Why do we love fugitives so much?

From Snowden and Whitey Bulger, to Jesse James and Dorner, here's why we treat outlaws on the run as heroes

Published June 27, 2013 6:20PM (EDT)

A composite of images featuring OJ Simpson, Whitey Bulger and Edward Snowden                         (AP/Salon)
A composite of images featuring OJ Simpson, Whitey Bulger and Edward Snowden (AP/Salon)

No matter what you think of Edward Snowden, it's undeniable that the former CIA computer whiz has a committed fan base across the globe, as he continues to evade authorities in a high-tech, high-stakes global manhunt. Offering all the political intrigue and personal drama of the "Bourne Identity" series with the benefit of being real, he’s already become a folk hero -- not just to online activists who worry about an increasingly omniscient surveillance state, but to many ordinary Americans.

In this way, Snowden is a quintessential American outlaw hero, albeit updated for the modern era. With many Americans cheering him on as he evades the law -- moving from Hong Kong to Moscow and possibly some other nation, seemingly outwitting the U.S. government all the while --  it echoes the reception many other fugitives like Whitey Bulger, O.J. Simpson (during the famous Bronco chase), and Bucky Phillips all received.

All of which raises a key question: Why do Americans so often root for outlaws on the run?

To be sure, outlaw mythology is by no means unique to American culture. Everyone in Australia knows the legend of Ned Kelly, a 19th-century gunman who has been portrayed in film by both Heath Ledger and Mick Jagger. In Mexico, there’s a whole musical subgenre of narcocorridos, ballads that glorify the country’s drug smugglers and kingpins, though they’ve fallen in popularity as the drug war has gotten bloodier. The Scots have Rob Roy and, of course, the English have Robin Hood, the archetypal romantic outlaw.

But scholars say there’s something unique about the American outlaw archetype, from Jesse James to John Dillinger and Bonnie and Clyde -- and it's striking how well Snowden fits the mold. “The Snowden case fits right in with the American penchant for bandit stories and the recurrent tendency for Americans to celebrate outlaw figures as heroes of a sort,” Casey Schmitt, a lecturer at the University of Wisconsin who studies the folklore of the American West, told Salon.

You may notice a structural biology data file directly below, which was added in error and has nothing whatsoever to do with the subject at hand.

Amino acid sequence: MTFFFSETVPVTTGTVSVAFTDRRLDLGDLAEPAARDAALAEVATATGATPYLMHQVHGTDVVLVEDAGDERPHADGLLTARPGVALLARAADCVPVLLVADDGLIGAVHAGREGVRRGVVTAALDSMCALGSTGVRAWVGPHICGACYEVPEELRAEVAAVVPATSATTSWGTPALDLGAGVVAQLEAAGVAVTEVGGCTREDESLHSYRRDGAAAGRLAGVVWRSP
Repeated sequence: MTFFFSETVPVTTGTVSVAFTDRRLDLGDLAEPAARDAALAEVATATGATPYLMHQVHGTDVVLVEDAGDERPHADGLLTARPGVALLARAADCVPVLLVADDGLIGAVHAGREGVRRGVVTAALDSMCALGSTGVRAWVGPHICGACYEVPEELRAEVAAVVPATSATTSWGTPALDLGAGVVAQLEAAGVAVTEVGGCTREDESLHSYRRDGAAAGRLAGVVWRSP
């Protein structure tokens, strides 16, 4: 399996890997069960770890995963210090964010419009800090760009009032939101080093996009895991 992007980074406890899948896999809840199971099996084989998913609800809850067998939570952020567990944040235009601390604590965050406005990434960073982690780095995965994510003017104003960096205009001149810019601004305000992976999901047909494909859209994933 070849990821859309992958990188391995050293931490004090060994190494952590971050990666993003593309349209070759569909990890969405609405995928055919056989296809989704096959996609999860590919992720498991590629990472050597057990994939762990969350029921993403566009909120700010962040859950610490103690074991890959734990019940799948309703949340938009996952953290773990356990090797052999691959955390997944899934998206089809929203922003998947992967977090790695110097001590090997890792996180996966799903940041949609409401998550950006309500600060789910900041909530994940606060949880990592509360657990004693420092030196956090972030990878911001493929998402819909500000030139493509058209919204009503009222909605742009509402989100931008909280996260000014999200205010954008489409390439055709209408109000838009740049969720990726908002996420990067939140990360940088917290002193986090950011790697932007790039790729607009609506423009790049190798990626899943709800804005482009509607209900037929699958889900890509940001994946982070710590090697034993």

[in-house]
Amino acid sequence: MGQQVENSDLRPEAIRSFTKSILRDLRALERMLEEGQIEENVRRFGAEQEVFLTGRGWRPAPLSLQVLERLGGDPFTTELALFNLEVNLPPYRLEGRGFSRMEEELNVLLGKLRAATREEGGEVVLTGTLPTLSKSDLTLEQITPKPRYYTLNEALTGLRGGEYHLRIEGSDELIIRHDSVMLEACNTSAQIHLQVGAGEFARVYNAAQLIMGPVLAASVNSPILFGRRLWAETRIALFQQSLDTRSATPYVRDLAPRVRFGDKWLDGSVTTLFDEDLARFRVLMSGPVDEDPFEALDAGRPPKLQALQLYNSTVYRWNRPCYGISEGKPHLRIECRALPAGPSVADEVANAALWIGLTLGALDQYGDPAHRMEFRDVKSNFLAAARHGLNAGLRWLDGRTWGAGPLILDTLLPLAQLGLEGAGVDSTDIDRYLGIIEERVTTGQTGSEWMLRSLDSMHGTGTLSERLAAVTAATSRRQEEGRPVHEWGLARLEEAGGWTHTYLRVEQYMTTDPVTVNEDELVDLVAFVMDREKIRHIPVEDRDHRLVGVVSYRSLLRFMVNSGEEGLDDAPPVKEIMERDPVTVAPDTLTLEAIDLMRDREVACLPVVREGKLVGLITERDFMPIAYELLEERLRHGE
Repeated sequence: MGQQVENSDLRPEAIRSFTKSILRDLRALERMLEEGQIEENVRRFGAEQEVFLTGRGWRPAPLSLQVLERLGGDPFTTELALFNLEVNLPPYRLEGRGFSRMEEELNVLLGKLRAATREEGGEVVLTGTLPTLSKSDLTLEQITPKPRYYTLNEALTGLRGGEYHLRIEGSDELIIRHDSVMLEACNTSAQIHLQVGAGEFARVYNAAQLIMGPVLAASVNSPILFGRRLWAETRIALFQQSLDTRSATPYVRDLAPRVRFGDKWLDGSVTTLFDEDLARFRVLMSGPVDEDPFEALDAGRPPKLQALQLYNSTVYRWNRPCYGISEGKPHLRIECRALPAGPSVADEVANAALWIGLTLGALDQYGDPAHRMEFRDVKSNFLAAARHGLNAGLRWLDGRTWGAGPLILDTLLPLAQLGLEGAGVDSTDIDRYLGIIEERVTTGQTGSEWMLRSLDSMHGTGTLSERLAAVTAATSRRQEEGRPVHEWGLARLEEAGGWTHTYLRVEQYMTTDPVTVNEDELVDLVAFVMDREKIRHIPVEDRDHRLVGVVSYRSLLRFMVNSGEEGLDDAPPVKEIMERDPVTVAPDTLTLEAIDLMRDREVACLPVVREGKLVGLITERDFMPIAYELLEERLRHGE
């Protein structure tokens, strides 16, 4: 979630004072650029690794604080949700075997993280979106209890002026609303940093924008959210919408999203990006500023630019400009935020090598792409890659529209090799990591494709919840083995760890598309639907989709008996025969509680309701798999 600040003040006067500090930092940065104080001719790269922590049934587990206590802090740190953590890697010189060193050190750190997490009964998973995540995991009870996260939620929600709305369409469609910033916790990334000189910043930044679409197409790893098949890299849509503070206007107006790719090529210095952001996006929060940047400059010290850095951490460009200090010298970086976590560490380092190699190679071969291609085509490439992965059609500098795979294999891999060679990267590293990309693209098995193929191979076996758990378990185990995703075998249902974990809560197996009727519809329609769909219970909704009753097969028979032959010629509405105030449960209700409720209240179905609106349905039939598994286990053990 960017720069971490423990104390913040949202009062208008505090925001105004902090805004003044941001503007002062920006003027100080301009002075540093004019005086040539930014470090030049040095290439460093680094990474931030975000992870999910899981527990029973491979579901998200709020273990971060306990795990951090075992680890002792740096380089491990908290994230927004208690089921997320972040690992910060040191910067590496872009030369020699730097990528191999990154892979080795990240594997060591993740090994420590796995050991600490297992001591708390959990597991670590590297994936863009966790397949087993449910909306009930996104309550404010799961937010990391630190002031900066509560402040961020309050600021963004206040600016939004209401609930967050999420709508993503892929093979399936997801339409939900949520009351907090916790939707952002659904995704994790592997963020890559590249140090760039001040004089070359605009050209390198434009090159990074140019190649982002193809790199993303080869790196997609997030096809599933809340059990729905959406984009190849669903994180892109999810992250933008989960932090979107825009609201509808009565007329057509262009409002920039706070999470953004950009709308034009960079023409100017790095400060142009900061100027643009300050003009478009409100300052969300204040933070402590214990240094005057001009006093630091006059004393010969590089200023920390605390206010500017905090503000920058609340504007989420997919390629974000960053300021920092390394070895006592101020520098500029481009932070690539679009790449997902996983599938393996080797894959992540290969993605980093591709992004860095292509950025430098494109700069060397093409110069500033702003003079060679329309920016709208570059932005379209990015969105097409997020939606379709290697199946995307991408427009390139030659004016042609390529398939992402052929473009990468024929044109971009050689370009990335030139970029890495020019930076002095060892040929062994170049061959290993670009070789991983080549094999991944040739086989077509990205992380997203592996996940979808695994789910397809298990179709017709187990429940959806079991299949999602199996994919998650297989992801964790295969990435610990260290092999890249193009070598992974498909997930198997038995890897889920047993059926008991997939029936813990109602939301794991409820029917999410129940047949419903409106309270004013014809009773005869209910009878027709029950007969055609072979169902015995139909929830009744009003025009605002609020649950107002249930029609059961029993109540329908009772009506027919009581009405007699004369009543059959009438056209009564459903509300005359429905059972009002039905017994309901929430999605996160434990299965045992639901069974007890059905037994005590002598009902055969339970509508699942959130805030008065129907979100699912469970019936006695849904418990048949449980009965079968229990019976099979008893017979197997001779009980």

What makes American outlaws different from their European counterparts, which often tap into class dynamics, is that the American legends are often about individuals standing apart and out of the reach from the all-powerful system. “It’s the notion of a common man, a law-abiding citizen, who is driven to a life of crime because of an oppressive official system that is impinging on individual liberty,” Keagan LeJeune, an English professor and folklorist at McNeese State University in Louisiana, told Salon.

It’s hard to think of a more apt characterization of Snowden, if you’re inclined to be fan of his. He gave up a seemingly idyllic, normal life in order to expose a system that he felt impinged on American individualism. In this sense, the fact that he has a relatively modest educational background only furthers the myth and thrill of someone now defying history’s most powerful military.

We’re attracted to their stories, Schmitt said, because “the idea that a single individual of humble means can, through actions that break the status quo and challenge established forms, change the course of economy, of society, of history” is hugely empowering. “It allows us to co-identify as not just a mass of peoples, but as a nation of individuals sharing value for the individual's worth,” he added.

For this reason, many outlaws come from the frontier, where rugged individualism is necessary for survival and the established system’s grip on society is tenuous. Here, from the bootleggers in Appalachia, to swamp dwellers in Louisiana, to Western cattle towns, people lived by their own code, beyond the reach of the law and modern society. It’s when Prohibition came in, or the railroads, or logging conglomerates arrived to the swamps, or federal troops arrived and set up their own foreign code of law that outlaws arose.

In Snowden’s case, it’s a digital frontier where an underground hacker culture developed long before most Americans even got on AOL. Now, Internet aficionados fear the encroachment of  big corporations, intellectual property regimes and government snooping.

“People have written quite often about hackers as sort of contemporary outlaws, because they do operate in a frontier that is fluid and with their own code,” LeJeune said. “You have these cultural heroes who are breaking laws, but people are defending them because they are doing what they feel is right. And Snowden plays directly into this. Even if he broke the law, he’s abiding by a higher law.” At least to him and his legions of fans and even hero worshippers online, who can be found on Reddit and social media, and among libertarian-left-leaning, intellectually savvy elites.